Taiwan began its energy transition since 2016 by setting priority to phase-out nuclear energy and to increase the share of electricity supply of renewable energy to 20% by 2025. This research critically assessed the policy development of energy transition in Taiwan since 2016 in the perspective of energy justice.
Our research is based mainly on data collected from interviews-based fieldwork in the summer of 2018. Interviewees include government officials, environmental groups, electricity providers, journalists and academics. These interviews also made us to identify the informal interactions and behaviours of various actors in the process of energy transition which that can be highly critical to the policy-making.
The main argument of this paper is that the current energy transition in Taiwan would reduce the environmental injustices for local host communities of nuclear facilities. However, it has also created other injustices such as shortage of electricity, electricity rate increase and extending the operation permit and building coal-fire power plant.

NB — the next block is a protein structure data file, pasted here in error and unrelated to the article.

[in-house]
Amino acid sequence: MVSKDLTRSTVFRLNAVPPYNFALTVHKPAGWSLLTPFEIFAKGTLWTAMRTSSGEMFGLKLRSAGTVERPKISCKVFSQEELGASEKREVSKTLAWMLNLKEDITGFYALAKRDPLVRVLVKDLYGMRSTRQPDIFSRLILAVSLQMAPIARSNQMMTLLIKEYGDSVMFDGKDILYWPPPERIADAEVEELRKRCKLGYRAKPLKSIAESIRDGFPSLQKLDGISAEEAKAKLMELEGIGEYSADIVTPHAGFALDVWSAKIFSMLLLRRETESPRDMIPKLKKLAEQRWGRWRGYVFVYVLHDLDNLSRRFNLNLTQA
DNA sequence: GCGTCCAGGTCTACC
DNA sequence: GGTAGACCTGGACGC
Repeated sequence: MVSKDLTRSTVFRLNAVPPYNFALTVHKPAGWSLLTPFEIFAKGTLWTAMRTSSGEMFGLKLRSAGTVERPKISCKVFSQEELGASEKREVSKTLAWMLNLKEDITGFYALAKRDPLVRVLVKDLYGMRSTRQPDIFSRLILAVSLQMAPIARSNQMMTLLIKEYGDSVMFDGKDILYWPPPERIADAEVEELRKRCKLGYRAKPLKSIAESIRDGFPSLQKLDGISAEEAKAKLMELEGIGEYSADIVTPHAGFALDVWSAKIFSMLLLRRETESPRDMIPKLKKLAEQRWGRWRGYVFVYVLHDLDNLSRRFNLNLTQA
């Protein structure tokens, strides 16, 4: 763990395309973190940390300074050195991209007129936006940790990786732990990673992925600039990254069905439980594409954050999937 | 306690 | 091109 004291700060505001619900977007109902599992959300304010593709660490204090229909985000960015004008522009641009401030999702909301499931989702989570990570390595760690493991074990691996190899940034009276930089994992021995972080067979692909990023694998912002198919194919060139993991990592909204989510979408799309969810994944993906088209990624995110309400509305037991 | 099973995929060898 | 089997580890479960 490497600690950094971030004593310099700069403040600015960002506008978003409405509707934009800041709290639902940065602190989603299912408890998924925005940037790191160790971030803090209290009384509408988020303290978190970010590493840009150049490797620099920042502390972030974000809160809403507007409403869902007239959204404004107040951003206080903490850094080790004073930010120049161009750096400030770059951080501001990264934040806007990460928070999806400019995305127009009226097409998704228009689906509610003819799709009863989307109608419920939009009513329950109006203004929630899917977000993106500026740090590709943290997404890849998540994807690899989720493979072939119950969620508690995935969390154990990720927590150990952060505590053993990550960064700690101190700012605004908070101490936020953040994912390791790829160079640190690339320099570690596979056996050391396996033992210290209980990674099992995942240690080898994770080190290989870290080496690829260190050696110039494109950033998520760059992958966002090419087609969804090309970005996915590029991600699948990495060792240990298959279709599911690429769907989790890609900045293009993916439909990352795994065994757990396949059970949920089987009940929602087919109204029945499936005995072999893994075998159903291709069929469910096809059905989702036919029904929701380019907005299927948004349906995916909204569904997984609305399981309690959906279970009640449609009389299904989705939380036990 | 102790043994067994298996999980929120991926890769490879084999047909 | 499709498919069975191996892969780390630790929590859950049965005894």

Our findings concluded that the current policy of energy transition in Taiwan has focused less on climate justice. It reflected the political power struggles by politicians, the trade union and environmental nongovernmental organisations (ENGOs). The injustices occurring are resulted from the interest structures which not only set obstacles in achieving a green shift but also preventing a just energy transition.
The overall purpose of this study is to inform how power struggles play a huge role in determining the extent of energy transition that could lead to justice dilemma in Taiwan. Our research contributes to the wider debate on urgent policy issue of the dynamics of energy transition to low-carbon energy and helps members of local communities, government officials and politicians to develop a greater awareness of socio-technical issue and challenges of energy transition in Taiwan.